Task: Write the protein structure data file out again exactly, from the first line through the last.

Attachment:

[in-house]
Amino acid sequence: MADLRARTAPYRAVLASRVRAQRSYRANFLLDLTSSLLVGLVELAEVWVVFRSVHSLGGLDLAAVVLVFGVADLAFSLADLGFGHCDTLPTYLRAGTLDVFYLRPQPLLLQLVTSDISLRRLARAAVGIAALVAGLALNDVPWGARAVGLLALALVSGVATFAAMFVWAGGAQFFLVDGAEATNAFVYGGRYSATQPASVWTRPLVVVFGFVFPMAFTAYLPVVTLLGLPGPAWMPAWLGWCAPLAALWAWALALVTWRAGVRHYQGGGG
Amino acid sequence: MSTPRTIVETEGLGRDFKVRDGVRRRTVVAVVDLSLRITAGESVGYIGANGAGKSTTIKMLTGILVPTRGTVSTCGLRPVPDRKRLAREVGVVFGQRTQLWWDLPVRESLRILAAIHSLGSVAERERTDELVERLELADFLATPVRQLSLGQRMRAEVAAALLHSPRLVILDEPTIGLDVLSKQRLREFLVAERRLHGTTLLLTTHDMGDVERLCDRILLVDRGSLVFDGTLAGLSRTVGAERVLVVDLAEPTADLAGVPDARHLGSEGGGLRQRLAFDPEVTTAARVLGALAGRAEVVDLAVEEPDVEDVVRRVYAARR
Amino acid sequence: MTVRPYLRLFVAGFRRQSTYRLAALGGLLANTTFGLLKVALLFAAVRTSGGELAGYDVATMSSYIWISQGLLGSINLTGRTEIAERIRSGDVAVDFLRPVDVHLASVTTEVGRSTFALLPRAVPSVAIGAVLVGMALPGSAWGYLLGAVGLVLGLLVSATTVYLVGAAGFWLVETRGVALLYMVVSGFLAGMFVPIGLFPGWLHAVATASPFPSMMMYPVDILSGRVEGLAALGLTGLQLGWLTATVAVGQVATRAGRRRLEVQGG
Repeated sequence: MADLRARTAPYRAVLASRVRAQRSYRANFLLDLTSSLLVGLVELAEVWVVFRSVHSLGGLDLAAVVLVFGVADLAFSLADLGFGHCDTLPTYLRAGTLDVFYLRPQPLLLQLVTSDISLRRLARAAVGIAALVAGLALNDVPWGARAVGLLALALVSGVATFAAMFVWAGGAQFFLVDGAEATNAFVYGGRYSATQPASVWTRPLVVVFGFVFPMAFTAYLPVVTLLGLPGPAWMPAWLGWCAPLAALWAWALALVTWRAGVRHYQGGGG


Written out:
[in-house]
Amino acid sequence: MADLRARTAPYRAVLASRVRAQRSYRANFLLDLTSSLLVGLVELAEVWVVFRSVHSLGGLDLAAVVLVFGVADLAFSLADLGFGHCDTLPTYLRAGTLDVFYLRPQPLLLQLVTSDISLRRLARAAVGIAALVAGLALNDVPWGARAVGLLALALVSGVATFAAMFVWAGGAQFFLVDGAEATNAFVYGGRYSATQPASVWTRPLVVVFGFVFPMAFTAYLPVVTLLGLPGPAWMPAWLGWCAPLAALWAWALALVTWRAGVRHYQGGGG
Amino acid sequence: MSTPRTIVETEGLGRDFKVRDGVRRRTVVAVVDLSLRITAGESVGYIGANGAGKSTTIKMLTGILVPTRGTVSTCGLRPVPDRKRLAREVGVVFGQRTQLWWDLPVRESLRILAAIHSLGSVAERERTDELVERLELADFLATPVRQLSLGQRMRAEVAAALLHSPRLVILDEPTIGLDVLSKQRLREFLVAERRLHGTTLLLTTHDMGDVERLCDRILLVDRGSLVFDGTLAGLSRTVGAERVLVVDLAEPTADLAGVPDARHLGSEGGGLRQRLAFDPEVTTAARVLGALAGRAEVVDLAVEEPDVEDVVRRVYAARR
Amino acid sequence: MTVRPYLRLFVAGFRRQSTYRLAALGGLLANTTFGLLKVALLFAAVRTSGGELAGYDVATMSSYIWISQGLLGSINLTGRTEIAERIRSGDVAVDFLRPVDVHLASVTTEVGRSTFALLPRAVPSVAIGAVLVGMALPGSAWGYLLGAVGLVLGLLVSATTVYLVGAAGFWLVETRGVALLYMVVSGFLAGMFVPIGLFPGWLHAVATASPFPSMMMYPVDILSGRVEGLAALGLTGLQLGWLTATVAVGQVATRAGRRRLEVQGG
Repeated sequence: MADLRARTAPYRAVLASRVRAQRSYRANFLLDLTSSLLVGLVELAEVWVVFRSVHSLGGLDLAAVVLVFGVADLAFSLADLGFGHCDTLPTYLRAGTLDVFYLRPQPLLLQLVTSDISLRRLARAAVGIAALVAGLALNDVPWGARAVGLLALALVSGVATFAAMFVWAGGAQFFLVDGAEATNAFVYGGRYSATQPASVWTRPLVVVFGFVFPMAFTAYLPVVTLLGLPGPAWMPAWLGWCAPLAALWAWALALVTWRAGVRHYQGGGG